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What’s in store for tech start-ups and scale-ups in 2022?

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Published: 23 Jun 2022

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With tech valuations falling so far in 2022 – and caution in the air – start-up and scale-up investment will not go unscathed. But Henry Whorwood remains upbeat about funding for early-stage companies.

Starting with some good news: 2021 was a record year for investment in the UK’s start-ups and scale-ups. There was a record amount of investment and a record number of deals done. The same was true in the US, and across the globe. Just six months ago, things had never looked better for start-ups – and, in particular, tech start-ups. But a lot can change in six months, as life seems to be teaching us with increasing frequency.

Across the pond, murmurs started at the very end of last year that a period of belt-tightening – to put it mildly in some cases – was facing tech firms that had only known nigh on a decade of ‘easy money’. Earlier this year, high-profile tech companies began to fire staff. Peloton announced 2,800 staff redundancies; Robinhood 350; and Cameo 87, to name just a few examples. Staff cuts may be the most material signal of distress, but there were other signals too, such as sharply reduced valuations.

Publicly quoted tech stocks have fallen by around a quarter, on average. Private company valuations – usually slower to respond to market sentiment – have also taken a hit. Philadelphia-based DBT Labs raised at a valuation 33% less than it originally sought. Instacart proactively lowered its valuation by almost 40%, even ahead of raising. Many more haircuts will have been made behind the scenes.

American lessons

What we’re seeing in the US strikes a discordant tone, even with our very latest data at Beauhurst. The first quarter of 2022 was another record quarter for UK start-ups and scale-ups. Some £8.79bn was invested in businesses in just three months. There were more ‘gigadeals’ (deals worth £100m or more) in Q1 of this year than in the whole of 2021. The actual number of transactions being completed was in line with the number we saw in the same period last year – which was itself a record for any three-month period.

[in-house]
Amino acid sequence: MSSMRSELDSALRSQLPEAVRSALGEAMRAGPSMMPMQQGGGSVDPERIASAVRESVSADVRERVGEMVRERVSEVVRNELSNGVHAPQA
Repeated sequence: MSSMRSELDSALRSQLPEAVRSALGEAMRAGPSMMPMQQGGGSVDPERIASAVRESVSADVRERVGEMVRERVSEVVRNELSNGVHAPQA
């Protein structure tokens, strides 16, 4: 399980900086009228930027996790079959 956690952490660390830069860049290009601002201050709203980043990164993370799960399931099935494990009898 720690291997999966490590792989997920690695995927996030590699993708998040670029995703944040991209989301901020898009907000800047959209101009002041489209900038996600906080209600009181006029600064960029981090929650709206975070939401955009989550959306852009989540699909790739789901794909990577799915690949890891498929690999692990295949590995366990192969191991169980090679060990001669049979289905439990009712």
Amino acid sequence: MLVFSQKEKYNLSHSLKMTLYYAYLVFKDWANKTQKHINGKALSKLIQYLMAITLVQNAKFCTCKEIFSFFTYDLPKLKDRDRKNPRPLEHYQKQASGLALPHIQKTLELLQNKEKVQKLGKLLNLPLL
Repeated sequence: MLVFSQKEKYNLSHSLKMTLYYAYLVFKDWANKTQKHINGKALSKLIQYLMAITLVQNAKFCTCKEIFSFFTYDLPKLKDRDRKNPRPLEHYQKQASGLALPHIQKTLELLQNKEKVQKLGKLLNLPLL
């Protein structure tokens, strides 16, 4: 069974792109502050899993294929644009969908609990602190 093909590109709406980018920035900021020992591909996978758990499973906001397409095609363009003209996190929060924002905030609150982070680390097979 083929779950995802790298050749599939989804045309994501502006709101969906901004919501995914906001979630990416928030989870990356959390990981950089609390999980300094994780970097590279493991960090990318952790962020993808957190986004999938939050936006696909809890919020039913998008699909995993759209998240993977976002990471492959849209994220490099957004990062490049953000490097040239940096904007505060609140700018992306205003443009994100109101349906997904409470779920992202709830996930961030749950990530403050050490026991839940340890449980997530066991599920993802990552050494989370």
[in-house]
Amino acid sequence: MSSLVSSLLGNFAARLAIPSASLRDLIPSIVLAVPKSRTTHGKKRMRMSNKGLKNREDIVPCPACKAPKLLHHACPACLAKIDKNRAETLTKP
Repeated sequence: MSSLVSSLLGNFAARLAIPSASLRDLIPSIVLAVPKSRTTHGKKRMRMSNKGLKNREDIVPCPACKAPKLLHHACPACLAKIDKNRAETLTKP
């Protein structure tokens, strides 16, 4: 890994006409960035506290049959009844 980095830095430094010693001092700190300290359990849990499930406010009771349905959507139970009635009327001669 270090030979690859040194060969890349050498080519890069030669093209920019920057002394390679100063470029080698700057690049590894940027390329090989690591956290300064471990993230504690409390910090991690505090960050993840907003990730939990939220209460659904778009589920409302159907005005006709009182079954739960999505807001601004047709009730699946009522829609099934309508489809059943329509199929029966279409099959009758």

However, it must be noted that because of the number of gigadeals, it’s the later stage of the market that is driving these positive signals. There are also encouraging signs among smaller companies that are at the very earliest stages. Last year, Beauhurst’s research warned that the number of new companies raising external finance was declining (and had been since 2018). We published an update to this research in March this year, which found that the decline had been arrested. These investments, which usually benefit from the Seed Enterprise Investment Scheme, tend to peak at the end of March, to fit into the UK’s tax year.

In addition, there has been a record number of new funds and investors entering the UK market. We have found 605 investors made their first investment into a UK private business in 2021, compared with 551 the year before. These investors include all types: from new angel networks set up to fund under-represented founders to old family offices making their first investment in what for them is a new asset class. It also includes corporates and hedge funds, as well as new VC funds, with more dry powder than ever.

Those numbers do not, however, include individuals who invest in private companies (except for the people who are part of the angel network). But there’s promising news for this class of investor, too. In 2021, there were a record number of exits. Some 781 private companies, exited through either IPO or acquisition, were bought by corporate acquirer or by a financial buyer (such as a private equity fund). These exit transactions will hopefully make angels out of some of those successful entrepreneurs. They will also, in some cases, free entrepreneurs to start new businesses.

These are some strong tailwinds, in the UK at least, despite the headwinds. I remain hopeful that, on balance, the UK’s start-ups and scale-ups will continue to progress – albeit at a slower pace – despite the storm.

About the author

Henry Whorwood, head of research and consultancy, Beauhurst, a publisher of data and analysis on UK high-growth and ambitious companies, and a member organisation of the Corporate Finance Faculty